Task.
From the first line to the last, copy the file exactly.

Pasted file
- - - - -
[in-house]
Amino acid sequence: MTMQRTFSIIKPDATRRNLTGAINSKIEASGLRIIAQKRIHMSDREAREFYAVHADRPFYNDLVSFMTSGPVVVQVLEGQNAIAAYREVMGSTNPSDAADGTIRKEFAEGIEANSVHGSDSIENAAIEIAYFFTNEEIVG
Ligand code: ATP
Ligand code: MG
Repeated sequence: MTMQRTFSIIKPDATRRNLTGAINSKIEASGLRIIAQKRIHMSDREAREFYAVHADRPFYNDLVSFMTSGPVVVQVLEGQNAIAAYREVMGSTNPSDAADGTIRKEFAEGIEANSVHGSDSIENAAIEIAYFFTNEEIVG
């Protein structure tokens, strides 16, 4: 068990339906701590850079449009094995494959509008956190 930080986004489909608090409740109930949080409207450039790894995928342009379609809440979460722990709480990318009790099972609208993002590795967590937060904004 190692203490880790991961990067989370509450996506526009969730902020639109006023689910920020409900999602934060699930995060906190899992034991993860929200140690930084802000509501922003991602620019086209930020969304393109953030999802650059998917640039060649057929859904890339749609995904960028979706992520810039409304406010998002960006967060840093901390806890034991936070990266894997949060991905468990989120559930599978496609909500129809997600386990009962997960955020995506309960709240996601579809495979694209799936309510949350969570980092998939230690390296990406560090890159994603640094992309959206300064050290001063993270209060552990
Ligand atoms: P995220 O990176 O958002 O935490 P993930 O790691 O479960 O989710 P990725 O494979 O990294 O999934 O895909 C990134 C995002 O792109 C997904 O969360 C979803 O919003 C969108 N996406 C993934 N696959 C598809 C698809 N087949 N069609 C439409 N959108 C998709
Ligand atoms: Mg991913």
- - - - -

[in-house]
Amino acid sequence: MTMQRTFSIIKPDATRRNLTGAINSKIEASGLRIIAQKRIHMSDREAREFYAVHADRPFYNDLVSFMTSGPVVVQVLEGQNAIAAYREVMGSTNPSDAADGTIRKEFAEGIEANSVHGSDSIENAAIEIAYFFTNEEIVG
Ligand code: ATP
Ligand code: MG
Repeated sequence: MTMQRTFSIIKPDATRRNLTGAINSKIEASGLRIIAQKRIHMSDREAREFYAVHADRPFYNDLVSFMTSGPVVVQVLEGQNAIAAYREVMGSTNPSDAADGTIRKEFAEGIEANSVHGSDSIENAAIEIAYFFTNEEIVG
């Protein structure tokens, strides 16, 4: 068990339906701590850079449009094995494959509008956190 930080986004489909608090409740109930949080409207450039790894995928342009379609809440979460722990709480990318009790099972609208993002590795967590937060904004 190692203490880790991961990067989370509450996506526009969730902020639109006023689910920020409900999602934060699930995060906190899992034991993860929200140690930084802000509501922003991602620019086209930020969304393109953030999802650059998917640039060649057929859904890339749609995904960028979706992520810039409304406010998002960006967060840093901390806890034991936070990266894997949060991905468990989120559930599978496609909500129809997600386990009962997960955020995506309960709240996601579809495979694209799936309510949350969570980092998939230690390296990406560090890159994603640094992309959206300064050290001063993270209060552990
Ligand atoms: P995220 O990176 O958002 O935490 P993930 O790691 O479960 O989710 P990725 O494979 O990294 O999934 O895909 C990134 C995002 O792109 C997904 O969360 C979803 O919003 C969108 N996406 C993934 N696959 C598809 C698809 N087949 N069609 C439409 N959108 C998709
Ligand atoms: Mg991913």